The Current

This author believed her family was fleeing the Mafia. Then she uncovered the real story

For years former CBC reporter Pauline Dakin grappled with her so-called fugitive childhood, until she unraveled the bizarre narrative.

'In that moment, I just knew — the whole thing is a lie,' Dakin reflects on unraveling her family's story

Former CBC journalist Pauline Dakin tells a gripping story of a childhood spent on the run with incredible twists in her memoir, Run, Hide, Repeat: A Memoir of a Fugitive Childhood. (Alexandra Conway)

Originally published on September 7, 2017.

Read Story Transcript

Pauline Dakin spent her childhood living on the run with no explanation.

Twice, without any notice, her mother moved her and her brother across the country, wrenching them from their daily lives. 

Then in 1988, when the former CBC journalist was 23, she met her mother and a longtime family friend, Stan Sears — a father figure to Dakin — at the Blue Bird Motel, in Sussex, N.B. 

Pauline Dakin lived with many questions about her childhood and it wasn't until she was 23, when her mother revealed a family secret at the Blue Bird Motel, Sussex, N.B. (

Their secret was finally revealed: they were running from the Mafia and had been since Dakin was little.

According to her mother and Sears, they were being protected by a shadowy, secret, anti-organized crime group, funded by the Canadian government, responsible only to the Privy Council.

"My first reaction was you're crazy. This is crazy, " said Dakin, author of Run, Hide, Repeat: A Memoir of a Fugitive Childhood.

'Two people I could most trust in my life'

But her thinking changed in the following days.

"They had been the two people I could most trust in my life. They were always there for me ... and they never once in my life let me down," Dakin told The Current's Anna Maria Tremonti.

"And I thought, 'Wow, you know, if I can't believe these two people of all people, the game is over anyway. What's the point of anything?"

After the revelation, Dakin's life was turned upside down. 

"I was told that people were following me for my protection ... and I never knew when somebody might be coming after me, so I regarded the world with a lot of suspicion." 
Run, Hide, Repeat: A Memoir Of A Fugitive Childhood by Pauline Dakin describes a chaotic, frightening early life. (Penguin Books Canada )

'Difficult to live a normal life'

At the time, she was living with a boyfriend but couldn't tell him or any of her friends, leaving her feeling isolated and afraid.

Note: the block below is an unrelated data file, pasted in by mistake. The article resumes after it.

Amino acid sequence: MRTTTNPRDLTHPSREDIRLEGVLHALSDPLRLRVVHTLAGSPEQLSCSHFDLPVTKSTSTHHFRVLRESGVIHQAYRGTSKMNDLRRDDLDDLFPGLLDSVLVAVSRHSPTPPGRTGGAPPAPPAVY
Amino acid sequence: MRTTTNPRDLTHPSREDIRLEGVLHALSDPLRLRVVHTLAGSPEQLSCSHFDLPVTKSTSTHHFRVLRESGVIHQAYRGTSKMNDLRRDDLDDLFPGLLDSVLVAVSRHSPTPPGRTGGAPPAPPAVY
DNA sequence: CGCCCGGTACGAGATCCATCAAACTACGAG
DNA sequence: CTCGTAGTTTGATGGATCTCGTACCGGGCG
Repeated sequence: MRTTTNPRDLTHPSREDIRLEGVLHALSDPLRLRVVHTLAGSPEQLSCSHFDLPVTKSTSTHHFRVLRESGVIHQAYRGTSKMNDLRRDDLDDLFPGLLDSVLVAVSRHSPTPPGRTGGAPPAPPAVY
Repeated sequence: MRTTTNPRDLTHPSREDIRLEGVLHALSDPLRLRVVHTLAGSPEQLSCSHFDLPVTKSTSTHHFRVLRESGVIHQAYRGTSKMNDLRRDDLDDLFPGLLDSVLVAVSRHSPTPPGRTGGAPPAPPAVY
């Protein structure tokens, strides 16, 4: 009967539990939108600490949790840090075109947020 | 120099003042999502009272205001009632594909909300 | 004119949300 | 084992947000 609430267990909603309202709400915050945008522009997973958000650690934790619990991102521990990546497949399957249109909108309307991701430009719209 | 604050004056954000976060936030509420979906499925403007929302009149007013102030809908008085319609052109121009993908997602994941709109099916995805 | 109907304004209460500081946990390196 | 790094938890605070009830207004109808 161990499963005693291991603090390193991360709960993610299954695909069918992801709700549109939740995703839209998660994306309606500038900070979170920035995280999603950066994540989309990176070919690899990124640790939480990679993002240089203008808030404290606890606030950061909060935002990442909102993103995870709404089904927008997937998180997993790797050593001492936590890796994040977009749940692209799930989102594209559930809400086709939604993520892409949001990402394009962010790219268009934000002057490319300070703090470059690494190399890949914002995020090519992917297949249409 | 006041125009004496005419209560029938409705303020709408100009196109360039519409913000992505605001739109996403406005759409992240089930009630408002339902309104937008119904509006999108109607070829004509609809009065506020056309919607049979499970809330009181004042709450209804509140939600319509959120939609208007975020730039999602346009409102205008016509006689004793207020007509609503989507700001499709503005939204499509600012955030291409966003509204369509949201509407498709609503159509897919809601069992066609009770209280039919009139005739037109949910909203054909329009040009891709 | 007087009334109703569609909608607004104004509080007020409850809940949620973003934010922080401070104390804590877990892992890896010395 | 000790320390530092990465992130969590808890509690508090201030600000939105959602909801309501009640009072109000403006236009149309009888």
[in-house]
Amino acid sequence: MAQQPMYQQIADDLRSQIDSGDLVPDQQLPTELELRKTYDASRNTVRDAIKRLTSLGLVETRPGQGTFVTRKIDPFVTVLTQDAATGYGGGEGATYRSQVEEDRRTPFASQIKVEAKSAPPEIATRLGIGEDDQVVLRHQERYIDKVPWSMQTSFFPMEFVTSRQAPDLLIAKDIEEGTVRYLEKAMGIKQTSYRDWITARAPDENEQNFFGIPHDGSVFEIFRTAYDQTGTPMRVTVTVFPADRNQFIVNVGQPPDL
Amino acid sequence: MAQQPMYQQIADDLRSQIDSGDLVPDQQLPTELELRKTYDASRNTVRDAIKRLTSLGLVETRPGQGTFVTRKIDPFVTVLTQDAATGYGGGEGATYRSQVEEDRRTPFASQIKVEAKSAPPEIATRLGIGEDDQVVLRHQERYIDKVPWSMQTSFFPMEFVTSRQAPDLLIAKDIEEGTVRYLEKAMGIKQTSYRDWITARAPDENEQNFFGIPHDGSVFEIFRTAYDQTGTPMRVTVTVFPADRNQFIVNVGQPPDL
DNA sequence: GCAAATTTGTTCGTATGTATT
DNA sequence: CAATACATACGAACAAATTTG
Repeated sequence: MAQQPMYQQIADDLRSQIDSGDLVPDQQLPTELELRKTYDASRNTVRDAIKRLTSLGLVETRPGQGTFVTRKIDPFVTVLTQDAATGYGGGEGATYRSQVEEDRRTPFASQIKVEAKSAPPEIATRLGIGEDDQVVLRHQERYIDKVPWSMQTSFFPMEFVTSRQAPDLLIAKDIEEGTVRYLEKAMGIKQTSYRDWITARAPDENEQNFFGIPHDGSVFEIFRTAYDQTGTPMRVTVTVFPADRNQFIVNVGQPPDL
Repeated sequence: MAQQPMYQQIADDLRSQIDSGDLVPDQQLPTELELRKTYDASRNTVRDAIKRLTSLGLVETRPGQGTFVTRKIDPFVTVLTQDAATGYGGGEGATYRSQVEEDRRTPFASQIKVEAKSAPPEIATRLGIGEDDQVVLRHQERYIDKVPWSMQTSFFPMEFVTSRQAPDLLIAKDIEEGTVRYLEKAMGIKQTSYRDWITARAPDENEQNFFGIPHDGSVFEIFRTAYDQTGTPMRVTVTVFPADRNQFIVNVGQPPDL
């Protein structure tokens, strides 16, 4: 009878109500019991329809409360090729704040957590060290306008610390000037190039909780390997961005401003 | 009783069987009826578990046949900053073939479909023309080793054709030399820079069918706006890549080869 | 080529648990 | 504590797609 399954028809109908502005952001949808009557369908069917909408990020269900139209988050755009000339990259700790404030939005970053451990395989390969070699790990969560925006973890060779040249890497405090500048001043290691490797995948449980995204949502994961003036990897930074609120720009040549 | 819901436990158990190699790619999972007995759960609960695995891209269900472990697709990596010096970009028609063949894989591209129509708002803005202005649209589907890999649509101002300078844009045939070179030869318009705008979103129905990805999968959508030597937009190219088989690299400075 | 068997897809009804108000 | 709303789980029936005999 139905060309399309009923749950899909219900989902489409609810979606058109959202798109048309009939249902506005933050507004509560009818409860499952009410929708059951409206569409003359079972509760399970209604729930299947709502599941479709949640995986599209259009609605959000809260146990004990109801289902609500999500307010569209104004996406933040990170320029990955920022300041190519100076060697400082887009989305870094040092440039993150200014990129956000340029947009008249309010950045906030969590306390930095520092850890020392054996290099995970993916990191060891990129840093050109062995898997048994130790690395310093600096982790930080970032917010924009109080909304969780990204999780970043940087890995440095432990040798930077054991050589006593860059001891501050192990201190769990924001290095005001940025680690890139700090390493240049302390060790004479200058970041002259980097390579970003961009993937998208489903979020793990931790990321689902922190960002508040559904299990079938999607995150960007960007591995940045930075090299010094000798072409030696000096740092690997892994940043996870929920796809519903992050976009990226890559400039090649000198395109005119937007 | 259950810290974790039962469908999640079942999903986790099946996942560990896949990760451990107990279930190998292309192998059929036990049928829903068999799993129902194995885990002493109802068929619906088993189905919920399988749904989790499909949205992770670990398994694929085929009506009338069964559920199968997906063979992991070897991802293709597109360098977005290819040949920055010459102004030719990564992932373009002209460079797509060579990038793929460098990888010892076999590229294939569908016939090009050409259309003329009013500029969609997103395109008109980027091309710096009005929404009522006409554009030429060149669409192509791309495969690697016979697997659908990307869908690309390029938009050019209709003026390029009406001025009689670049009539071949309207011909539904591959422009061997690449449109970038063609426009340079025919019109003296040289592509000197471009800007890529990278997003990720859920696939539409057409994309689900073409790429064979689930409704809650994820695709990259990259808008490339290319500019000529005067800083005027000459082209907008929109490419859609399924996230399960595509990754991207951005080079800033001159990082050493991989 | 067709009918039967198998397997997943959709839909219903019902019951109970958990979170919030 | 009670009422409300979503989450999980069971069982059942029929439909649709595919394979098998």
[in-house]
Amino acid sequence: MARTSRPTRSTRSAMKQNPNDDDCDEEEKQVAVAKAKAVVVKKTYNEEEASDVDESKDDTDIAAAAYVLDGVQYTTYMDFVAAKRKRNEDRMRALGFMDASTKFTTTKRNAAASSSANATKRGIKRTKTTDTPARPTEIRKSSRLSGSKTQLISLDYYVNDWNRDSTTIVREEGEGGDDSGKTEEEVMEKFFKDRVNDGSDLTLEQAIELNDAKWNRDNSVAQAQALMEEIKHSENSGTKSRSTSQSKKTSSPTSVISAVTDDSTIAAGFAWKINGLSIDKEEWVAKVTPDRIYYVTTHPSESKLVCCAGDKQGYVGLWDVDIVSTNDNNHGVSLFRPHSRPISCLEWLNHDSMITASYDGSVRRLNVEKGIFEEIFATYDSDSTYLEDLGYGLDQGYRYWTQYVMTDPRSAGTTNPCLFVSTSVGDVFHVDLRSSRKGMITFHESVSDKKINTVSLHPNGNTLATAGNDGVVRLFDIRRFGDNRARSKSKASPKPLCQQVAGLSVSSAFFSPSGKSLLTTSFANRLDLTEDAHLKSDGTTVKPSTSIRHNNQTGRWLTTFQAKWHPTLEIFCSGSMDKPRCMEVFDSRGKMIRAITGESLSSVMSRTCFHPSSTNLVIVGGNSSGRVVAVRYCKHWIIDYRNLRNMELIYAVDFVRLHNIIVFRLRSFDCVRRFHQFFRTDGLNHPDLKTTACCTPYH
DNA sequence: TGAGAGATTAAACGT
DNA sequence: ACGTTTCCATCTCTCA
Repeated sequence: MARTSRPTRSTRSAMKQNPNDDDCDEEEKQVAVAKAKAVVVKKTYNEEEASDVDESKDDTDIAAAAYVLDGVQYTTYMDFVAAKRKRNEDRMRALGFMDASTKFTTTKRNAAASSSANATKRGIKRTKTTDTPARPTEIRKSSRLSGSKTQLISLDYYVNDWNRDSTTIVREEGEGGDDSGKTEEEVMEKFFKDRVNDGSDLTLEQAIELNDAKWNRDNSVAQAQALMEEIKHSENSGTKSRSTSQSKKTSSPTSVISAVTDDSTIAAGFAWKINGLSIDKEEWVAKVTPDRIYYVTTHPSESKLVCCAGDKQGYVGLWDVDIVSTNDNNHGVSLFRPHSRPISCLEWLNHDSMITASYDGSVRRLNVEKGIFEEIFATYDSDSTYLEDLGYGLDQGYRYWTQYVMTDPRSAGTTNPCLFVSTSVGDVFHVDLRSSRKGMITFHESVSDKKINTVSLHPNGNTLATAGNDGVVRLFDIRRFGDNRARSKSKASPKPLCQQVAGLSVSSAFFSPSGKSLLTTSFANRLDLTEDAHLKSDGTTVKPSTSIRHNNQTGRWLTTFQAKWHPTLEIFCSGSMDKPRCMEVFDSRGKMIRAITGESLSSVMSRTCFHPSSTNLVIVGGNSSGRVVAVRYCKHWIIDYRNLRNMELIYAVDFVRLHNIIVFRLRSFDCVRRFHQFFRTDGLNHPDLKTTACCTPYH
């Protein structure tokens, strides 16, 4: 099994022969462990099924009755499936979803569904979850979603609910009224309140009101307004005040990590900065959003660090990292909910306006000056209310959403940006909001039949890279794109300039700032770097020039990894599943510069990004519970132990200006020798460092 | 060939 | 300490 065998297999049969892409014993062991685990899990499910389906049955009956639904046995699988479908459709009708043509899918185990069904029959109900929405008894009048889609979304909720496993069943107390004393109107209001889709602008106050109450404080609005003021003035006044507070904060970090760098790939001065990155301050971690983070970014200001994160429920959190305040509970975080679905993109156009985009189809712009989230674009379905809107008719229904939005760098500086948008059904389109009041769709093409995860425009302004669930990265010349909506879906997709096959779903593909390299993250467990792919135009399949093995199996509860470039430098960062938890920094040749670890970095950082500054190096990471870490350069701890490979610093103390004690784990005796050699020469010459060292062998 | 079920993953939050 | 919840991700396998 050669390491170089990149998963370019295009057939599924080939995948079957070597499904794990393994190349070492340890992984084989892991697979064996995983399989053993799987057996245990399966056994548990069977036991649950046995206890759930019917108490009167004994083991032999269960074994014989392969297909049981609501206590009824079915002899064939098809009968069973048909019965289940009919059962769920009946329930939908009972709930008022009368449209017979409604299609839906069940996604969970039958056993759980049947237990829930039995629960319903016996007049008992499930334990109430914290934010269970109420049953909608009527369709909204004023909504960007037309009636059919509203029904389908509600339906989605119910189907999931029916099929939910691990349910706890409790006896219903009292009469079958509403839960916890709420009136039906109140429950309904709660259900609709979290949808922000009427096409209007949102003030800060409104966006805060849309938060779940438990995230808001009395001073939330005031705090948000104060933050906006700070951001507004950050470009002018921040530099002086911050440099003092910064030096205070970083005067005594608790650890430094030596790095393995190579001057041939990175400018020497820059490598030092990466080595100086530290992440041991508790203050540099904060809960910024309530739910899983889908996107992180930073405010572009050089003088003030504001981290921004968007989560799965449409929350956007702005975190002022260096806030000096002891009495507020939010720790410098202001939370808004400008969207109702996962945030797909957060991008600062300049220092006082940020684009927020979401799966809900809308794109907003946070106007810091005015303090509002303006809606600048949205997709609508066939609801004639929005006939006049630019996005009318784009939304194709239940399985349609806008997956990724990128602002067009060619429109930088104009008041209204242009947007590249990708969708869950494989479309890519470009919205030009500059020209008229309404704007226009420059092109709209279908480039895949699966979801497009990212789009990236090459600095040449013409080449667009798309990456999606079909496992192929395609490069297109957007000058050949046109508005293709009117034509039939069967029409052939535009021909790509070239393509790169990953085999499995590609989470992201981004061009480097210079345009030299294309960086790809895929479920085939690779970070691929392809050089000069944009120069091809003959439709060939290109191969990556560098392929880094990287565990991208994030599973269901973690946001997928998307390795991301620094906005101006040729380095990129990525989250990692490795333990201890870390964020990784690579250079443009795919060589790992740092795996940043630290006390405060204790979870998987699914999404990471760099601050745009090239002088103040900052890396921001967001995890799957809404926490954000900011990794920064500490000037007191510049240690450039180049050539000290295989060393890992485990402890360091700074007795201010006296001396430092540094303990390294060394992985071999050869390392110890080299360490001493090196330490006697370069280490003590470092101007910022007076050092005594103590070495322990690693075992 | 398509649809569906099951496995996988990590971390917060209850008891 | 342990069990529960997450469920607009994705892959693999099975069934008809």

Dakin considered moving to a community that her mother and Sears told her about called the "Place of Hope," a secret community of ex-mobsters and people needing protection in B.C., akin to an extreme version of the witness protection program. 

"It was definitely desperation. I just found it so difficult to live a normal life when I knew or was always being told about all these other things going around me ... I thought, 'What the hell? I'm going inside.'" 

But this didn't happen — none of what Dakin had been told that day at the Blue Bird Motel was true.

The discovery

Inconsistencies about the story started to crop up and Dakin grew suspicious.

One day, she called her mother to tell her there had been a break-in. Her mother hung up, saying she needed to consult with Sears.

"She calls back and she said, 'Yes, we we know about that break-in. There were two people. We've picked them up down the street in a car. The car had your pictures in the back. They'd been watching you.'"

In that moment, I just knew — the whole thing is a lie.- Pauline Dakin

But there was no break-in. Dakin lied to her mother, hoping to use her response to find the truth.

"In that moment, I just knew — the whole thing is a lie," Dakin said. "Our whole lives are a lie."

"It was excruciating."

Why did Stan lie?

Dakin didn't think that her mother could have lied to them for so long. She must have believed the story as well.

Her mother had met Sears during a difficult time, and she credited him with "saving her life."

"He was a gentle guy and he was a good guy," Dakin said. "She had huge admiration for him. That's why my mother believed it."

Dakin still saw Sears as a father figure and couldn't understand why he would do this to their family.

"I knew that he loved me, I loved him — why?"

She lived with those questions for years, until she stumbled across an article in a medical journal.

"This article talked about an under-diagnosed, under-recognized, under-studied condition — that's quite rare — called delusional disorder," she said.

"If they are intelligent people, they can build entire worlds," she told Tremonti. "And it's kept in kind of an envelope, so they can live very normal looking lives."

The more she read about the condition, the more it seemed to fit Sears's behaviour. She explained the case to several experts — all of whom agreed with her inkling — though Sears was never formally diagnosed. 

Her mother died believing the story, but Dakin said Sears believed it, too.

"He never thought he was manipulating people. It's a very bizarre thing," she said.

"People can make things up to support a story, and not feel that they're making it up."

Living with the story, she and her brother often felt alone, and "ripped away" from people around them. Writing the book has helped her to process that, she said.

"The discovery about delusional disorder has allowed me to forgive the people who harmed me because I know it was not malevolent or intentional."

This segment was produced by The Current's Willow Smith.

Correction: Our story initially said Pauline Dakin met her mother and Stan Sears at the Blue Bird Motel in 1983. In fact, the meeting occurred in 1988.


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